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Ask Dr. Babinet2016-11-15T21:10:08-07:00
Why is Broccoli so Good for our Health?2016-11-15T21:10:09-07:00

broccoliBroccoli, cabbage, and cauliflower have a chemical component called indole-3-carbinol that can combat breast and prostate cancer by converting a cancer-promoting estrogen into a more protective variety.

Broccoli, especially sprouts, also have the phytochemical sulforaphane, believed to aid in preventing some types of cancer, like colon and rectal cancer. Sulforaphane activates a gene expression inside the cells that induces the production of glutathione and certain enzymes. This cellular antioxidant effect can neutralize free radicals and carcinogens. The enzymes have been shown to inhibit the growth of tumors in laboratory animals.

It appears that the more bitter the broccoli is, the more beneficial it is. Broccoli sprouts have as much as 20 times higher levels of sulfurophane that that found in mature heads of broccoli. In addition, broccoli, cauliflower, kale, brussels sprouts, and cabbage also contain two antioxidants, lutein and zeaxanthin, that may help decrease prostate and other cancers. In any case, it would be hard to eat enough broccoli to have the maximum protective effect. There are many excellent sulfurophane products on the market. One that we frequently recommend is Broccosabe from Pure Encapsulation.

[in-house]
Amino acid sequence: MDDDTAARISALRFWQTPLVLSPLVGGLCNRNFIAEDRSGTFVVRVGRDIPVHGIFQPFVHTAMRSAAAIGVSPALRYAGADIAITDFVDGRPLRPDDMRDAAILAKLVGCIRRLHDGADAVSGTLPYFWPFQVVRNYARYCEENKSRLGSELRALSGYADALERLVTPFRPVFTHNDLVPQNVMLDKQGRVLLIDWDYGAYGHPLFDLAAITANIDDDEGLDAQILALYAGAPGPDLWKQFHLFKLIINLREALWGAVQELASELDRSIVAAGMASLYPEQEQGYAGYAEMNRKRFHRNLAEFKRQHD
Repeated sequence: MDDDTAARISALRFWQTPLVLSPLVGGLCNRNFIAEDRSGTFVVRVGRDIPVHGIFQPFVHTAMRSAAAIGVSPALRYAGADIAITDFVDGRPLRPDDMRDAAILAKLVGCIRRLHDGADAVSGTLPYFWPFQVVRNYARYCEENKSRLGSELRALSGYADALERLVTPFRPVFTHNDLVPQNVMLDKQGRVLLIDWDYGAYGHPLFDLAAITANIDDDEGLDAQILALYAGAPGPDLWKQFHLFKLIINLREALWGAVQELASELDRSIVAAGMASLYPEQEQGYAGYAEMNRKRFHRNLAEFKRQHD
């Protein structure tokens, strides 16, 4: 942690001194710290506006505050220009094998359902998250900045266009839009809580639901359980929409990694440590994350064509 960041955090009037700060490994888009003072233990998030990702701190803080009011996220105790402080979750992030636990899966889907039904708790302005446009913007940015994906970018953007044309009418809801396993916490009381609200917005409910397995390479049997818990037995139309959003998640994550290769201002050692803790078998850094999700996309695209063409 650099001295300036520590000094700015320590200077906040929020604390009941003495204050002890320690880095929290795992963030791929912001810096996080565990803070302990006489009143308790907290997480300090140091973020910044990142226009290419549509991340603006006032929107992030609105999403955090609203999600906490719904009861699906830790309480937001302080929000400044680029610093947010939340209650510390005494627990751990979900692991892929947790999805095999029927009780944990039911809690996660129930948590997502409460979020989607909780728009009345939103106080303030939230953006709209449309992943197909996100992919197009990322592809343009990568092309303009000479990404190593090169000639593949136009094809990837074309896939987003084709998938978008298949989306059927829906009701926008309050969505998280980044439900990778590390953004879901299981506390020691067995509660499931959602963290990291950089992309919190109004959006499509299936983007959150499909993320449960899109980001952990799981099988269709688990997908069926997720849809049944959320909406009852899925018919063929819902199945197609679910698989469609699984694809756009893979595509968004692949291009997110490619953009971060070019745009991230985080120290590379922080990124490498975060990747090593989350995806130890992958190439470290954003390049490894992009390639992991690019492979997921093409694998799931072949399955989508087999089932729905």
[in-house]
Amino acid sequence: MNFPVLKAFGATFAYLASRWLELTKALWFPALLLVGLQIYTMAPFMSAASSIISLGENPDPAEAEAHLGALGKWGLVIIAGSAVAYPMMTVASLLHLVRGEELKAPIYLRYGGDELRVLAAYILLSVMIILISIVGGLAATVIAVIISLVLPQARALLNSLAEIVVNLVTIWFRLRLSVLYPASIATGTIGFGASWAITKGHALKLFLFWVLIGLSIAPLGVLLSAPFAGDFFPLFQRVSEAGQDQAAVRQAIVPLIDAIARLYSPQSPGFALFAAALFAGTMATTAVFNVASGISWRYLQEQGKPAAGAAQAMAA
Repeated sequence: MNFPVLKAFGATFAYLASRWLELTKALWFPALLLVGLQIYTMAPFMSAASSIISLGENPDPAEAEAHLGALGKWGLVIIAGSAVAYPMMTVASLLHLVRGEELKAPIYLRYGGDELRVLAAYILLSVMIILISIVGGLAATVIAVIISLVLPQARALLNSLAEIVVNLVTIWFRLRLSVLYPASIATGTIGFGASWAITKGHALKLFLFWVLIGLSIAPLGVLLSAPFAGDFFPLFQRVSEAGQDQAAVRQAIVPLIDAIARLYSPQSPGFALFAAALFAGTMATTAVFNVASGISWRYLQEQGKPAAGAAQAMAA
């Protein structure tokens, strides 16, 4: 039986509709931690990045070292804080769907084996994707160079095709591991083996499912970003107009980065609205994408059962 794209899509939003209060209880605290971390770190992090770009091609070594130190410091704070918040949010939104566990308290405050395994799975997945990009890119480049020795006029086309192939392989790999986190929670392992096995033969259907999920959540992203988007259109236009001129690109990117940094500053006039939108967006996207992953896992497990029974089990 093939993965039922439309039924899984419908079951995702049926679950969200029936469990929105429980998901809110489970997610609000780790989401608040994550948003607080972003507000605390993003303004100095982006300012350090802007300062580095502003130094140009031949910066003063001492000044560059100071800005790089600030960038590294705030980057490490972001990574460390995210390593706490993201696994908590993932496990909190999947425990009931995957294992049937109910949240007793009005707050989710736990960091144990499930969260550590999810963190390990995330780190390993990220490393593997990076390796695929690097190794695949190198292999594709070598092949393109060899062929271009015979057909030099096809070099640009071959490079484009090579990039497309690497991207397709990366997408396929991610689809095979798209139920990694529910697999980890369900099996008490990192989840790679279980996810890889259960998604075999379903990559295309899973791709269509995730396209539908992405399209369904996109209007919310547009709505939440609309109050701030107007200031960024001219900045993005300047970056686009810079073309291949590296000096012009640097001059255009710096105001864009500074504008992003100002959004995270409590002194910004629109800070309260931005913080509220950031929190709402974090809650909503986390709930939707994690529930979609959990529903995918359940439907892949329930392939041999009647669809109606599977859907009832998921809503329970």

What is Resveratrol and Can I get Enough through Drinking Wine?2015-01-18T23:53:17-07:00

What is resveratrol and can I get enough through drinking wine?

Resveratrol is a natural superior antioxidant compound found in abundance in red grapes (mainly the skins), grape seed extract, red wine, Japanese Knotweed, and peanuts. Nearly all the darker red wines, especially Pinot Noir, Merlot, Cabernet and Shiraz, contain far higher amounts of resveratrol than white wines or grape juice. Unfortunately, to get a valuable level of resveratrol by drinking red wine you would need to consume very large quantities and this would certainly be very detrimental to your health.

Resveratrol has recently been subjected to extensive research and experiments. It will take some time to definitely confirm that the hugely exciting and positive long-term health benefits of resveratrol on test mice will also affect humans in the same manner.

Recent research at the University of Nebraska identified resveratrol as one of the nutrients playing a role in inhibiting estrogen DNA adducts, a form of estrogen transformation in the body that increases risks for breast and prostate cancer.

Some people may experience negative side effects, and so it is advisable to start on